Friday, February 18, 2011

More Auditors means More Auditing

Earlier this month, the Senate Committee on Homeland Security and Governmental Affairs, Subcommittee on Contracting Oversight, held a hearing on how to improve Federal contract auditing. This hearing focused on the role played by DCAA in performing contract audits for agencies other than the Defense Department. For many of these agencies, there is no significant role because either i) those agencies do not feel audits are necessary or ii) have contracted audit services by outside firms. A video archive of the hearing as well as copies of the prepared testimonies by witnesses are available online.

In his prepared comments, DCAA Director Patrick Fitzgerald indicated that the audit agency has added 500 new audit positions in the past two years, representing a 12 percent increase in professional staffing. Senator Brown expressed incredulity that this hiring binge was going to improve contract audits. He stated that 500 more auditors was an indication that "something is broken". He asked why can't we hire 500 new workers, construction workers or regular private sector employees instead?

So, we ask, what do 500 more auditors mean to Government contractors? Couple this significant staffing increase with the diminishing role of DCAA in pricing, forward pricing indirect rates, purchasing system reviews, and financial capability reviews (see our earlier post on the new Defense policy for shifting work from DCAA to DCAA) and there will be more auditors performing fewer audits meaning, they'll be spending more time per audit.

DCAA audits will become more in-depth that what contractor's might be accustomed to. The trend over the past few years to more "desk" audits will reverse itself and auditors will spend more time at contractor locations and less time at their desks. There is already a marked increase in the level of testing being performed on contractor assertions and representations. There has always been a requirement for auditors to gather sufficient, competent, evidential matter to support his/her conclusions and recommendations but auditors will be taking fewer risks and instead of taking things at face value, will dig deeper and probably look at corroborating data (do employee timesheets agree with the stated purpose of a trip?) There will certainly be more attention focused on contractor internal control systems based on the premise that good internal control systems will reduce the chance that unallowable, unallocable, or unreasonable costs get charged to Government contracts.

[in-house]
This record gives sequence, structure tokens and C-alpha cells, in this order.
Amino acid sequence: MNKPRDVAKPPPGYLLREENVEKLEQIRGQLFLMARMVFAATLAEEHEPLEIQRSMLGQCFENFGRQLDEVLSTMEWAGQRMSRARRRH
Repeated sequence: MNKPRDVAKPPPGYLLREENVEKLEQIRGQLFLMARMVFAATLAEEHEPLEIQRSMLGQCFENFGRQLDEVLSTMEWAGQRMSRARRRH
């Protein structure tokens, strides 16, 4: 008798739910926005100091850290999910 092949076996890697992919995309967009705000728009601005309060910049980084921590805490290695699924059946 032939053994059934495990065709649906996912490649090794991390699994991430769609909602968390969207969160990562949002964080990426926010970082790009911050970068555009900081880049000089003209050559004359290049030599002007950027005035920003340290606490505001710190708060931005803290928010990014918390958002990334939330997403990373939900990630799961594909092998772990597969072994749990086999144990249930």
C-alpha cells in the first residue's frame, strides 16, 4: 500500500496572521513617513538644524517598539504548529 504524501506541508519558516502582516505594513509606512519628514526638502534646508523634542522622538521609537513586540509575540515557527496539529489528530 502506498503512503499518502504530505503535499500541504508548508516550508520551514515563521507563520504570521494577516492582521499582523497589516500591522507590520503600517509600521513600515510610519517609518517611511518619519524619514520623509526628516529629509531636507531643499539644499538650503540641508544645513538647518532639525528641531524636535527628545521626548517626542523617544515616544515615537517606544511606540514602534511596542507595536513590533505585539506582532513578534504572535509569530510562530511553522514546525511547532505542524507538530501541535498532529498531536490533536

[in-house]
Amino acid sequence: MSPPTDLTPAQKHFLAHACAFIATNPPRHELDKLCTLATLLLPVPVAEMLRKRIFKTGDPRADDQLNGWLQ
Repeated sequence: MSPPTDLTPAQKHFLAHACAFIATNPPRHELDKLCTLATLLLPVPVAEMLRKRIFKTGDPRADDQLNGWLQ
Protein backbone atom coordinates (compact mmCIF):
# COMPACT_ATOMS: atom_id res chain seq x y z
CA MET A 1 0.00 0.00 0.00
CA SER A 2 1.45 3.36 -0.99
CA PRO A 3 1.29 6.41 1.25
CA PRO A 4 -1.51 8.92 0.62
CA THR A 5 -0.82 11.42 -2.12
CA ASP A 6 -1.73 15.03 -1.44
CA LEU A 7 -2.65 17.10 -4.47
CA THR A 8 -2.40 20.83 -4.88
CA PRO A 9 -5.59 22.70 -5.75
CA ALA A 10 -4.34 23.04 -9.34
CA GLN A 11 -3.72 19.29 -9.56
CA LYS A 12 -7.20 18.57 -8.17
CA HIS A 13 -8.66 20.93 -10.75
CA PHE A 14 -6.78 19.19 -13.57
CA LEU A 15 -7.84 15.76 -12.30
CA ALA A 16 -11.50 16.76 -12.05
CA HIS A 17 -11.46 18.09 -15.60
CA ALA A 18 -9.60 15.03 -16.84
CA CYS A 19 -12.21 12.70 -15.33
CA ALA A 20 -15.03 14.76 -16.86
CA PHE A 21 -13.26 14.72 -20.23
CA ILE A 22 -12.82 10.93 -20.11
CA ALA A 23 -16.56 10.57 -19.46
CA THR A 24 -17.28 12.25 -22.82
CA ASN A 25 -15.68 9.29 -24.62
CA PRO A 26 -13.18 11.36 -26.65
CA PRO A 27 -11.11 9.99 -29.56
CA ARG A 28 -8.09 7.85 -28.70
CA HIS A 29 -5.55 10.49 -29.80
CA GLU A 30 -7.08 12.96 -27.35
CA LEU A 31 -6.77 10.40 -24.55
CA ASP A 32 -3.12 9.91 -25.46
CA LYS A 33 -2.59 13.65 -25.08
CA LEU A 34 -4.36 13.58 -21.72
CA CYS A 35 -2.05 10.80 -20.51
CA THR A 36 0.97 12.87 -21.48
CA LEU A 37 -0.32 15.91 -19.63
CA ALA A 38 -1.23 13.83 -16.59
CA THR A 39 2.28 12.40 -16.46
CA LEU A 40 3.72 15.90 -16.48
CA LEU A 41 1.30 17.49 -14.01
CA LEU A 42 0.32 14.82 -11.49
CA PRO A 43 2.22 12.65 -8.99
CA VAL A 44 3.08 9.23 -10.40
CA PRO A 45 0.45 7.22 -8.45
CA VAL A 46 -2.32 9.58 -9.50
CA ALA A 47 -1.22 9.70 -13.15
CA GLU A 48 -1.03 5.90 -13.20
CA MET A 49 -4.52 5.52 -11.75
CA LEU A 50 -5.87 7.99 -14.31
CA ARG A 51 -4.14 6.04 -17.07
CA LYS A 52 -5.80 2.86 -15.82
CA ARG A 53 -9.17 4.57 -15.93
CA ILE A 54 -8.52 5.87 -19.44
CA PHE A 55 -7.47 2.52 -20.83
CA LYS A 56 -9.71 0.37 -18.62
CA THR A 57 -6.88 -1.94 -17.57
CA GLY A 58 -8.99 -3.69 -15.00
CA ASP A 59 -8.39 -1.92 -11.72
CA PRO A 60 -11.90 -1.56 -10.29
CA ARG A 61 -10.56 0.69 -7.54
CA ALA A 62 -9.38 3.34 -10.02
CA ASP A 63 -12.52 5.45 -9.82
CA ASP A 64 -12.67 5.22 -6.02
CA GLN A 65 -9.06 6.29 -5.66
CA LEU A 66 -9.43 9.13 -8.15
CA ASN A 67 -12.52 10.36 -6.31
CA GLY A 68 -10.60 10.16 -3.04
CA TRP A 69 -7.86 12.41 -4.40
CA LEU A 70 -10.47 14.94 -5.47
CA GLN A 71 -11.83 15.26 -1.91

Look for more floorchecks. In the past few years, the frequencies of floorchecks and numbers of employees interviewed have fallen to laughably low levels. Many contractors do not even consider floorchecks to be a likely occurrence except when the auditor is performing another type of audit. However, there is a renewed realization and understanding that a contractor's timekeeping system is the primary "source document" for one of the largest cost elements charged to contracts. We've heard of instances where auditors have conducted employees interviews like an inquisition.
Many contractors have been complaining to their elected officials, contracting officers, trade group representatives, and anyone else that will listen about DCAA's inability to complete incurred cost audits in a timely manner, and the resulting impact on their cash flows. As a stop-gap measure, DCAA is increasing its efforts to ensure that contractor provisional billing rates are appropriate. One method of doing this is to ensure the timeliness of contractor incurred cost submissions. Although on one hand it is bemusing to watch the ferocity with which DCAA goes after contractors who are late in submitting their incurred cost claims, knowing they won't be audited for several years, the claims do provide a level of assurance as to the propriety of the provisional billing rates. Once those submissions are turned in, contractors can "true up" their billings for that year. In theory, under cost type contracts, contractors should recover all of the costs that are booked to the contract(s), no more and no less.
While on one hand, the types of audits that DCAA performs are fewer, the ones that remain will be more in-depth than they were in the past. The most significant audit activities in the coming months will be on incurred cost audits and internal control reviews.

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